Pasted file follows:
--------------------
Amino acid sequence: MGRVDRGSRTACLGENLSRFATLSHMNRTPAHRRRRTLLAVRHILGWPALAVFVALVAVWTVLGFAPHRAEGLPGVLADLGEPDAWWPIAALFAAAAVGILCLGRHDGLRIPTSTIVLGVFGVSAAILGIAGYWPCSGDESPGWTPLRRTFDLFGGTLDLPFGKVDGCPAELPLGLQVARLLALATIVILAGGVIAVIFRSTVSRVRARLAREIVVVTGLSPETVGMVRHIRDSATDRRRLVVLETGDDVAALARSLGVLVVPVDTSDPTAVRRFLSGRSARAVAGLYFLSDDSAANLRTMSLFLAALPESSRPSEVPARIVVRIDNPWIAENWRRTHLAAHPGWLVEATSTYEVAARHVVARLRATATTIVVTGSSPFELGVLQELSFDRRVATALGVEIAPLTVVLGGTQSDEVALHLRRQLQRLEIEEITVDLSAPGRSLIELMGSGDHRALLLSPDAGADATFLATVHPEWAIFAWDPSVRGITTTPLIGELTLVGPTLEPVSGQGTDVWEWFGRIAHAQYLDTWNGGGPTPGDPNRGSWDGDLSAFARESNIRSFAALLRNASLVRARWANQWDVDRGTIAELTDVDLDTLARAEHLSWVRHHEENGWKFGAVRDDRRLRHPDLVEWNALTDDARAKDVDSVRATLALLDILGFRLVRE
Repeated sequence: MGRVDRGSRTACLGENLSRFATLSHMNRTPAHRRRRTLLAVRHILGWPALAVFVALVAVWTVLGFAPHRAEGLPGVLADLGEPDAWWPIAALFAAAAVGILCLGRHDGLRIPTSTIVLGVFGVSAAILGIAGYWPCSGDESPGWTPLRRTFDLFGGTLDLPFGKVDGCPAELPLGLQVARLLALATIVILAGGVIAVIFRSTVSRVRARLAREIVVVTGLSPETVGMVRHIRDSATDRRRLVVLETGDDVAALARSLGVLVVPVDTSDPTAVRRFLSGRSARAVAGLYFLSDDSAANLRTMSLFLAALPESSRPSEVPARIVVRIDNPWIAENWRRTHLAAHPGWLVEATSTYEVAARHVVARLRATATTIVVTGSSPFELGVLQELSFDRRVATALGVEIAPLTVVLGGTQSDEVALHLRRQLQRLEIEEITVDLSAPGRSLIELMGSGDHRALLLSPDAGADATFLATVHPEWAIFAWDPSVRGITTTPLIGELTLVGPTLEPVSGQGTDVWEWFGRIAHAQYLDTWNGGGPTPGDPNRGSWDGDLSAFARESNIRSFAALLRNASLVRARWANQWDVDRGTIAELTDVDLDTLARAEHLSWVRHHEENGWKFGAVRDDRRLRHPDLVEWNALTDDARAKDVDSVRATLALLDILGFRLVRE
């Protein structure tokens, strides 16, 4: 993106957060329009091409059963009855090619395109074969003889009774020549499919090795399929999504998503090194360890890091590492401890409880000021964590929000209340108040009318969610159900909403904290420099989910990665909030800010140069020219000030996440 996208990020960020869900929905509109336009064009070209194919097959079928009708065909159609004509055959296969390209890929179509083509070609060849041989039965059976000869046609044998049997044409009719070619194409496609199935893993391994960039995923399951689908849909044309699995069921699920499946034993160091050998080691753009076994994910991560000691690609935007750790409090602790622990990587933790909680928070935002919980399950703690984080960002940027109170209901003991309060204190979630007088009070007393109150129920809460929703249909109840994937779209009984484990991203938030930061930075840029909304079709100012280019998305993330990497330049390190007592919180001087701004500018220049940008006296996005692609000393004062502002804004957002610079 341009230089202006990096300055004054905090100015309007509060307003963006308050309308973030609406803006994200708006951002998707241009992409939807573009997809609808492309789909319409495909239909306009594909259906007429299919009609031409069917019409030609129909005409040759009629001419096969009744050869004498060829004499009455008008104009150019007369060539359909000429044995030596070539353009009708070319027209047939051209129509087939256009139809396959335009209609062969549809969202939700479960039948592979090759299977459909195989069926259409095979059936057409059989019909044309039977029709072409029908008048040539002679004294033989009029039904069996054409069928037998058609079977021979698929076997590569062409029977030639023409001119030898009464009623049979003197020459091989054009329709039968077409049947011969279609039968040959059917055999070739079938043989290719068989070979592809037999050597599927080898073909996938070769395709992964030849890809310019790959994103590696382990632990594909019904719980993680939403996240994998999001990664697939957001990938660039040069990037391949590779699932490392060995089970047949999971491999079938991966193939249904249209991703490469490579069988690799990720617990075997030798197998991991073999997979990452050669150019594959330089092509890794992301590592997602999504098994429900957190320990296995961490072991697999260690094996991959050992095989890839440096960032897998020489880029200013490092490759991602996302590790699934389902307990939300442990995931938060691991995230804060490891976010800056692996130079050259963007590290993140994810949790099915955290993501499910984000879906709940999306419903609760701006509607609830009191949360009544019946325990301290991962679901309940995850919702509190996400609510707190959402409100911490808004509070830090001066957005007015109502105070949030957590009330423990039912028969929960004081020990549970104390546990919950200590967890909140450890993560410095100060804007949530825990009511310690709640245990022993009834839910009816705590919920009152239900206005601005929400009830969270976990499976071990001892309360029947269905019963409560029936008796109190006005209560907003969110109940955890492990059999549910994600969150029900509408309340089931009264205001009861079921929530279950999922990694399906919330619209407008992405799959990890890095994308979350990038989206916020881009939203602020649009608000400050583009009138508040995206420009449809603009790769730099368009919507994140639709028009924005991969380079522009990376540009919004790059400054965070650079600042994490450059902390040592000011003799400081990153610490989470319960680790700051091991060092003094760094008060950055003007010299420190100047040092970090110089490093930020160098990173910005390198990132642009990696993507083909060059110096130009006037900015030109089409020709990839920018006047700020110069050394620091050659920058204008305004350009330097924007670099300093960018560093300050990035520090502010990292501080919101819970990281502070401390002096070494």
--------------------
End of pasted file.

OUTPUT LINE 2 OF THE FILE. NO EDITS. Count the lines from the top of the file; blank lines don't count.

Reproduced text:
Repeated sequence: MGRVDRGSRTACLGENLSRFATLSHMNRTPAHRRRRTLLAVRHILGWPALAVFVALVAVWTVLGFAPHRAEGLPGVLADLGEPDAWWPIAALFAAAAVGILCLGRHDGLRIPTSTIVLGVFGVSAAILGIAGYWPCSGDESPGWTPLRRTFDLFGGTLDLPFGKVDGCPAELPLGLQVARLLALATIVILAGGVIAVIFRSTVSRVRARLAREIVVVTGLSPETVGMVRHIRDSATDRRRLVVLETGDDVAALARSLGVLVVPVDTSDPTAVRRFLSGRSARAVAGLYFLSDDSAANLRTMSLFLAALPESSRPSEVPARIVVRIDNPWIAENWRRTHLAAHPGWLVEATSTYEVAARHVVARLRATATTIVVTGSSPFELGVLQELSFDRRVATALGVEIAPLTVVLGGTQSDEVALHLRRQLQRLEIEEITVDLSAPGRSLIELMGSGDHRALLLSPDAGADATFLATVHPEWAIFAWDPSVRGITTTPLIGELTLVGPTLEPVSGQGTDVWEWFGRIAHAQYLDTWNGGGPTPGDPNRGSWDGDLSAFARESNIRSFAALLRNASLVRARWANQWDVDRGTIAELTDVDLDTLARAEHLSWVRHHEENGWKFGAVRDDRRLRHPDLVEWNALTDDARAKDVDSVRATLALLDILGFRLVRE